Interesting, goofart (I can't take you seriously with that name, btw )..
Move to Legal Issues..
Name Intelligence formed agreements and "ways" to pull up and keep WHOIS.
Records from the various players in the domain name registration business. But.
Those agreements are between them and those other parties.
The minute you sign up with NI, you are bound to their terms. You don't like it,.
You're going to have to sue to force them to remove the info. But even that's.
No guarantee you'll get what you want...
Interesting quesiton you bring up. You did publish your WHOIS information publically at one time... even though it was only for 1 day, you can't undo the past. But then again, would everyone therefore be allowed to compile and resell a database of people's names addresses and phone numbers? That is a scary thought.
I'm divided on this one. I respect the privacy issue, but have also found whois history to be useful in identifying scammers and stolen domains.
Unfortunately since the Whois information was PUBLIC for one day I'm pretty sure you are out of luck. The information was public it's been stored and therefore it's an accurate record.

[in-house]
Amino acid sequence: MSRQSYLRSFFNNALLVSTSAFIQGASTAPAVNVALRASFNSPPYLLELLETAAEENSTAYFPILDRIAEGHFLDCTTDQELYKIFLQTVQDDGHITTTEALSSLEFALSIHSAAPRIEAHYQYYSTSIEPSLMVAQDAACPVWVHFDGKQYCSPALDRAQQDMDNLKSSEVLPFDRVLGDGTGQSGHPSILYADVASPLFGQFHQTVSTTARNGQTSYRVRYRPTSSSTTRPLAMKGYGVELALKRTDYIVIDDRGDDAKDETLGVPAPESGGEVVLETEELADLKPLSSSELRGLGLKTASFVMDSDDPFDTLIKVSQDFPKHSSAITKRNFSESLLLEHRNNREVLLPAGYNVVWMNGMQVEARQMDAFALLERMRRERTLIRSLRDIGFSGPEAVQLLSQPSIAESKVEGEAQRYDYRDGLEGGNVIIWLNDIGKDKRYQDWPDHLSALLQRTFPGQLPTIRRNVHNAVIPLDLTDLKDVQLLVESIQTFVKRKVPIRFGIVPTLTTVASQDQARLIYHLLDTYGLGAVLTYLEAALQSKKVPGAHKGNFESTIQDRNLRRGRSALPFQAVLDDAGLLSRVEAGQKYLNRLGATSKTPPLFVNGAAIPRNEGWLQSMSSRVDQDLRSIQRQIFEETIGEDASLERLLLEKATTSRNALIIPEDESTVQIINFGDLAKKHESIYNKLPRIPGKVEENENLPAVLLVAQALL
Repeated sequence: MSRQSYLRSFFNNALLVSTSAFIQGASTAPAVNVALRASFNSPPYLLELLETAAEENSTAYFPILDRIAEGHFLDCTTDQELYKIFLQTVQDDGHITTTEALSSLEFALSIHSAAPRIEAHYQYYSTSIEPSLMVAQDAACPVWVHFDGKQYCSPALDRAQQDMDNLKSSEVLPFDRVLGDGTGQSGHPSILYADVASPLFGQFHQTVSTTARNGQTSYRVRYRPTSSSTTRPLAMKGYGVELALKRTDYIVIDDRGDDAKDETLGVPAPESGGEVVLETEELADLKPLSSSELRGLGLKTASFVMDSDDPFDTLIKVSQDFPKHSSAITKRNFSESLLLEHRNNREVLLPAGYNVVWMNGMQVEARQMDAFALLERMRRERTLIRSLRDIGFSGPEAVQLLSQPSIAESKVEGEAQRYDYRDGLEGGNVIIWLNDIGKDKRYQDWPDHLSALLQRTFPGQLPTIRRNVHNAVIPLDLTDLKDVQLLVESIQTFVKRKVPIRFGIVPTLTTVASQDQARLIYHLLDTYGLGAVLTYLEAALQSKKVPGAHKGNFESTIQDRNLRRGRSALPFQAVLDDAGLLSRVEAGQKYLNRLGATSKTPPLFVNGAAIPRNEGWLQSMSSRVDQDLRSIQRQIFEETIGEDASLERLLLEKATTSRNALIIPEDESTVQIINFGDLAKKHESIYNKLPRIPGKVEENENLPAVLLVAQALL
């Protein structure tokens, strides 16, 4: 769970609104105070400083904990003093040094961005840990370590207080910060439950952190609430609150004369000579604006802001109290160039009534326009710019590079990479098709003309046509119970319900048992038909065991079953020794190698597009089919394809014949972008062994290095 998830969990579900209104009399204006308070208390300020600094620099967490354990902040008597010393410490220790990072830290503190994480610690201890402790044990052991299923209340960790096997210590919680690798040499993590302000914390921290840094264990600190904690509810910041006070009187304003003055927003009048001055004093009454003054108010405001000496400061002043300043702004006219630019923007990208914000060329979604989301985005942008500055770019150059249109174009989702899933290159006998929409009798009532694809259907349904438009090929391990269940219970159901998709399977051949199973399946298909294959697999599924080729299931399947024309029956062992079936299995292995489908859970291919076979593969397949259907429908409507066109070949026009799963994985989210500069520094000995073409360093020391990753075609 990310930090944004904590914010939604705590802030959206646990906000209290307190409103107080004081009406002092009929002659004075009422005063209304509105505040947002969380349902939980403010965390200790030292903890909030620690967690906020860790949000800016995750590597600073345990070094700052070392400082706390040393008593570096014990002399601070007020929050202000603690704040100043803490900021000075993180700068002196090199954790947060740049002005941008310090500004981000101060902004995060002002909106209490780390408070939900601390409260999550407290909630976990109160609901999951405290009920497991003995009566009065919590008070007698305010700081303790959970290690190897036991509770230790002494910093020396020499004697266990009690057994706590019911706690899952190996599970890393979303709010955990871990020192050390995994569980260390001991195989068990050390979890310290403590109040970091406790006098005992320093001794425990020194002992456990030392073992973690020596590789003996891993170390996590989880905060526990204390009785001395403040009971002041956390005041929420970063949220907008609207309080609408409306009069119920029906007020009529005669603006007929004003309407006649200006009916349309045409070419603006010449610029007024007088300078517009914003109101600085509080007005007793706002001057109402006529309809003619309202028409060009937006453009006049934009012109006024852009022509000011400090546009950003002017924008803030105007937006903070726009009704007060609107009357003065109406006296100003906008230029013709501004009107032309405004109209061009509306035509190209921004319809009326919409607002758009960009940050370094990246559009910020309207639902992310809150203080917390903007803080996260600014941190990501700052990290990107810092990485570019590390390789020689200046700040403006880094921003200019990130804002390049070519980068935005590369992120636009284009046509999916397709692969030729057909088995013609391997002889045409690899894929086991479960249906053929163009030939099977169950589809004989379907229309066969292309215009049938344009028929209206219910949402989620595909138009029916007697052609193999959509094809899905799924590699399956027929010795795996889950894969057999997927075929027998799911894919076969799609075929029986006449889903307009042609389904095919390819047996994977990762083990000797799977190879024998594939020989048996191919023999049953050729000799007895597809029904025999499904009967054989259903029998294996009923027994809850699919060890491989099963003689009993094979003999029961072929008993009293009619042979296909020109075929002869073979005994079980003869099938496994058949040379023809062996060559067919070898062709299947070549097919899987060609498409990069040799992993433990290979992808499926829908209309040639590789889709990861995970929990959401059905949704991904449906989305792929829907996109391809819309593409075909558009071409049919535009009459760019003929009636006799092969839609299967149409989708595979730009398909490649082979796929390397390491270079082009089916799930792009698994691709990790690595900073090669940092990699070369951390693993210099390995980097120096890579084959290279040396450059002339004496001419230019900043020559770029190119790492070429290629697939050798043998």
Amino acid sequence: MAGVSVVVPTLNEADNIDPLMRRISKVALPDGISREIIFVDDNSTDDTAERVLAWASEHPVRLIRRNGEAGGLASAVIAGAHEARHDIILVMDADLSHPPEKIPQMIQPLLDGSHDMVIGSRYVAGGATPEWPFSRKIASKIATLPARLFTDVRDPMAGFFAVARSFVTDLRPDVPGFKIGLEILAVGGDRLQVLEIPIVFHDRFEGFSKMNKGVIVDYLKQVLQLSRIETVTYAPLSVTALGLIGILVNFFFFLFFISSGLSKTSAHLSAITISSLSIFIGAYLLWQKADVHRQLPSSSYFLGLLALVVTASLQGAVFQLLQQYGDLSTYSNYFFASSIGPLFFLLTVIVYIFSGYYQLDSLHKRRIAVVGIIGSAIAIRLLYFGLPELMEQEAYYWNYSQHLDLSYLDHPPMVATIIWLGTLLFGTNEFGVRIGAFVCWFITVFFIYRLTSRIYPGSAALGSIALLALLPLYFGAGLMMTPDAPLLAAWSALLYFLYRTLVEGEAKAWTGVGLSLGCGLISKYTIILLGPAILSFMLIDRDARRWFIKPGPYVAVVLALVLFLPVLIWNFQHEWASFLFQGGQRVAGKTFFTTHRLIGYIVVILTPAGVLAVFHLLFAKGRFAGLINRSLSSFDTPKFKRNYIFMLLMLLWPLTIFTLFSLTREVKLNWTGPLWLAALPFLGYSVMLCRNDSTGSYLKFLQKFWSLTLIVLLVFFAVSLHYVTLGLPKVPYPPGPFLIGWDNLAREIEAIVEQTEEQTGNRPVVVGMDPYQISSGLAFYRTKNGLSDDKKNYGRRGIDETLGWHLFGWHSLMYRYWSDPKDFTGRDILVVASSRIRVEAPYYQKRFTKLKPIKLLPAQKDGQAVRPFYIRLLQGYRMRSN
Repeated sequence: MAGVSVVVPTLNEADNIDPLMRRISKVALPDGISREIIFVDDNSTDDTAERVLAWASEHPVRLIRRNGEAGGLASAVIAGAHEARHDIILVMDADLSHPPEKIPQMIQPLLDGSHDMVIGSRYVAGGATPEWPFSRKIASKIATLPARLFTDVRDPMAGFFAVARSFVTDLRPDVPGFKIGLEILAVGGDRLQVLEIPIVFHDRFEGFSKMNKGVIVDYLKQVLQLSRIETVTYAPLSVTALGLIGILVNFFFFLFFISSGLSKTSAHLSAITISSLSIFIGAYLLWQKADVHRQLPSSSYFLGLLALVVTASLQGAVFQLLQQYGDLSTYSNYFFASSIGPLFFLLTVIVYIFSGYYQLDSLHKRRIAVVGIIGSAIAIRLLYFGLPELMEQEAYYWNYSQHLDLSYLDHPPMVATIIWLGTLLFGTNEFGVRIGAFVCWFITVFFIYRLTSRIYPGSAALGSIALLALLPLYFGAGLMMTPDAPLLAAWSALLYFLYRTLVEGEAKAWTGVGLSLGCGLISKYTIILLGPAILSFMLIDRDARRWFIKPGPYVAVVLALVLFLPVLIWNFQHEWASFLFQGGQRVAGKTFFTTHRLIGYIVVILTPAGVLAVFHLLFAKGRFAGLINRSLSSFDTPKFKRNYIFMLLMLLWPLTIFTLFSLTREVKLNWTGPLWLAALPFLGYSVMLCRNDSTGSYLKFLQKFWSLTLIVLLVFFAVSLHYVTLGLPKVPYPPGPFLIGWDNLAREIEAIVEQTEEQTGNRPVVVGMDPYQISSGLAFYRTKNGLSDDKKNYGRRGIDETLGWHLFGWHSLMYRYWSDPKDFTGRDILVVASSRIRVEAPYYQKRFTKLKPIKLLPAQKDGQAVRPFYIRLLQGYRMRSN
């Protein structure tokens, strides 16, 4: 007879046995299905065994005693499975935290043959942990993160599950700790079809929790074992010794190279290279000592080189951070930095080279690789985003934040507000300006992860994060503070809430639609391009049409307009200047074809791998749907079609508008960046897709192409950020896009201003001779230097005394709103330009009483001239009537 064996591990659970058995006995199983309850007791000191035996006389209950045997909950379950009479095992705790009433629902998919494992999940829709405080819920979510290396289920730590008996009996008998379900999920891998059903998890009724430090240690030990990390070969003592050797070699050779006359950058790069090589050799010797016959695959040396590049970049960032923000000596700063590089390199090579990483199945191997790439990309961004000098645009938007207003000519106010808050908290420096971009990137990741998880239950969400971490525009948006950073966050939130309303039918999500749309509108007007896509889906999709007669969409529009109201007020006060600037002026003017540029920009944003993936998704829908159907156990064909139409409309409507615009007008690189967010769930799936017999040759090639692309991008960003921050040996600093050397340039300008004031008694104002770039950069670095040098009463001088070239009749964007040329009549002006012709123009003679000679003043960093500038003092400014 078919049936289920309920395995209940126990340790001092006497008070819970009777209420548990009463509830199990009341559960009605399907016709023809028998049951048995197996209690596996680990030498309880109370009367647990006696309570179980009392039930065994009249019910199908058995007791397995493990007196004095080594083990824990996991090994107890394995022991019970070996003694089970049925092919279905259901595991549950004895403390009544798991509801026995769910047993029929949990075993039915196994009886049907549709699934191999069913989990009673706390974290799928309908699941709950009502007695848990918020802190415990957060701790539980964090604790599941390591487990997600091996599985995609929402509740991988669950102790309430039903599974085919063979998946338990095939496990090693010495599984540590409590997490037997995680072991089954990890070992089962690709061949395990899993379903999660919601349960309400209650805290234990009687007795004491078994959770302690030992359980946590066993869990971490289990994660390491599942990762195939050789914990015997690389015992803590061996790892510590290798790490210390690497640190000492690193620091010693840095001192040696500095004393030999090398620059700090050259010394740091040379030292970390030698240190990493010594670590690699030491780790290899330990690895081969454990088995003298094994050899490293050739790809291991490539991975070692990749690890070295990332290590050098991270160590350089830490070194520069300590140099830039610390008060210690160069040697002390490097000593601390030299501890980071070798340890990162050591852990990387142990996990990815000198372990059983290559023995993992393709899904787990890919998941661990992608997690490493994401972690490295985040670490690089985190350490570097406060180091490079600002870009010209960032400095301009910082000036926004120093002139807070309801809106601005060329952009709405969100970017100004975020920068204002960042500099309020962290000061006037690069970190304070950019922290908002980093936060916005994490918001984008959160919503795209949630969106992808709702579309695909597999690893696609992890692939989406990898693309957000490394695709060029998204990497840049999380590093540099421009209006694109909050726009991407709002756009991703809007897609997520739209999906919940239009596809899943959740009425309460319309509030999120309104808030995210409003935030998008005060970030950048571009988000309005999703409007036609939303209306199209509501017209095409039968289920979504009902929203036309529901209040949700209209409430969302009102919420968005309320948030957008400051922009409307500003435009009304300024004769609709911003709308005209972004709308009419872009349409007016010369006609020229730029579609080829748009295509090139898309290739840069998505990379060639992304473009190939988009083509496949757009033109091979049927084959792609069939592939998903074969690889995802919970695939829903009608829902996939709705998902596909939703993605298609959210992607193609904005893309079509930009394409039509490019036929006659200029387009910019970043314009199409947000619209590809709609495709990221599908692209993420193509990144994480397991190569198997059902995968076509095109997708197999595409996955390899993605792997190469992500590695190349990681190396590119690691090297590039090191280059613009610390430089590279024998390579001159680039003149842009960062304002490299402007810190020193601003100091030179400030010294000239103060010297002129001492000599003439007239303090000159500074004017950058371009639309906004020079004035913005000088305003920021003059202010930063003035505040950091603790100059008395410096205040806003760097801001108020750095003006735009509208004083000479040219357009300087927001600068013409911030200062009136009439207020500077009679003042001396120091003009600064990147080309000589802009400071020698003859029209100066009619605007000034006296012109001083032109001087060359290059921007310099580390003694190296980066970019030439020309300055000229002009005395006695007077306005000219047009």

Plenty of PUBLIC information is stored everday by various means. Big Brother exists but it's mostly Big Business driving information technology so they can make more money. In this case Domaintools is making the money with their paid service for information that was PUBLIC.
Purchasing the whois privacy after the fact won't change the fact that the info was public. Sorry about...
When I first read this thread, the first idea that jumped into my head was negligence of the company providing the whois privacy. However, I realised that they only protect the current and future whois data, not it's history, which is basically impossible when the data is in the hands of another party.
This is indeed a sticky issue, but technically, since you are now protected, they dont know that the old history they see is still correct. If it's changed hands since then, they wont know.
Lesson learned: If you're going to get private registration, do it at the time you register, otherwise it's rather pointless...
Not completely wasted. Many are not domain savey enough to know to join DomainTools for "whois history". Domain privacy therefore gives you protection for anyone that now looks up you whois info outside of DomainTools.
All Domain Privacy services that I know of have provisions in their TOS that will release your whois info if they are contacted by a lawyer with a legal dispute concerning your domain. Therefore, if someone wants your whois info bad enough, they will just hire a lawyer to make up a legal reason to require your whois and they will get it anyway...